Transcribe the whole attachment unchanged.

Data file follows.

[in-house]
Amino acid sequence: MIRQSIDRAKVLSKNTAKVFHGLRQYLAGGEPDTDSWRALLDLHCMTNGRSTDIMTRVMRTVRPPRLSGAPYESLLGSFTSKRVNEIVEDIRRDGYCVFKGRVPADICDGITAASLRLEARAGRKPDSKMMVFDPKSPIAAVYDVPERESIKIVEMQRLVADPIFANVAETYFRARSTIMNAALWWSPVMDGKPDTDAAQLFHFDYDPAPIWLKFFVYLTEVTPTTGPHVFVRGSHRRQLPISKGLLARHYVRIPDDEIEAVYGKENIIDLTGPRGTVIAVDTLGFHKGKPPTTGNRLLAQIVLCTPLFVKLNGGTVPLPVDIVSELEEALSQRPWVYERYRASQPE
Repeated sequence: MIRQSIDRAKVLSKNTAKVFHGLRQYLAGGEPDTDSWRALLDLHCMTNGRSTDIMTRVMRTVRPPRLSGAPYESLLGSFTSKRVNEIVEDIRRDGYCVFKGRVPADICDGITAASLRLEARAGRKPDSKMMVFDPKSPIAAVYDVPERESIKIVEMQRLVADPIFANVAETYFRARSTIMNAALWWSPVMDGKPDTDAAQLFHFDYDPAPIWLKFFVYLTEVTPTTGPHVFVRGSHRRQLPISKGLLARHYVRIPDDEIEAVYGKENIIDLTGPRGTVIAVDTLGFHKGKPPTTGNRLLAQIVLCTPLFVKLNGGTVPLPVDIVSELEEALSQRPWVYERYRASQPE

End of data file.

[in-house]
Amino acid sequence: MIRQSIDRAKVLSKNTAKVFHGLRQYLAGGEPDTDSWRALLDLHCMTNGRSTDIMTRVMRTVRPPRLSGAPYESLLGSFTSKRVNEIVEDIRRDGYCVFKGRVPADICDGITAASLRLEARAGRKPDSKMMVFDPKSPIAAVYDVPERESIKIVEMQRLVADPIFANVAETYFRARSTIMNAALWWSPVMDGKPDTDAAQLFHFDYDPAPIWLKFFVYLTEVTPTTGPHVFVRGSHRRQLPISKGLLARHYVRIPDDEIEAVYGKENIIDLTGPRGTVIAVDTLGFHKGKPPTTGNRLLAQIVLCTPLFVKLNGGTVPLPVDIVSELEEALSQRPWVYERYRASQPE
Repeated sequence: MIRQSIDRAKVLSKNTAKVFHGLRQYLAGGEPDTDSWRALLDLHCMTNGRSTDIMTRVMRTVRPPRLSGAPYESLLGSFTSKRVNEIVEDIRRDGYCVFKGRVPADICDGITAASLRLEARAGRKPDSKMMVFDPKSPIAAVYDVPERESIKIVEMQRLVADPIFANVAETYFRARSTIMNAALWWSPVMDGKPDTDAAQLFHFDYDPAPIWLKFFVYLTEVTPTTGPHVFVRGSHRRQLPISKGLLARHYVRIPDDEIEAVYGKENIIDLTGPRGTVIAVDTLGFHKGKPPTTGNRLLAQIVLCTPLFVKLNGGTVPLPVDIVSELEEALSQRPWVYERYRASQPE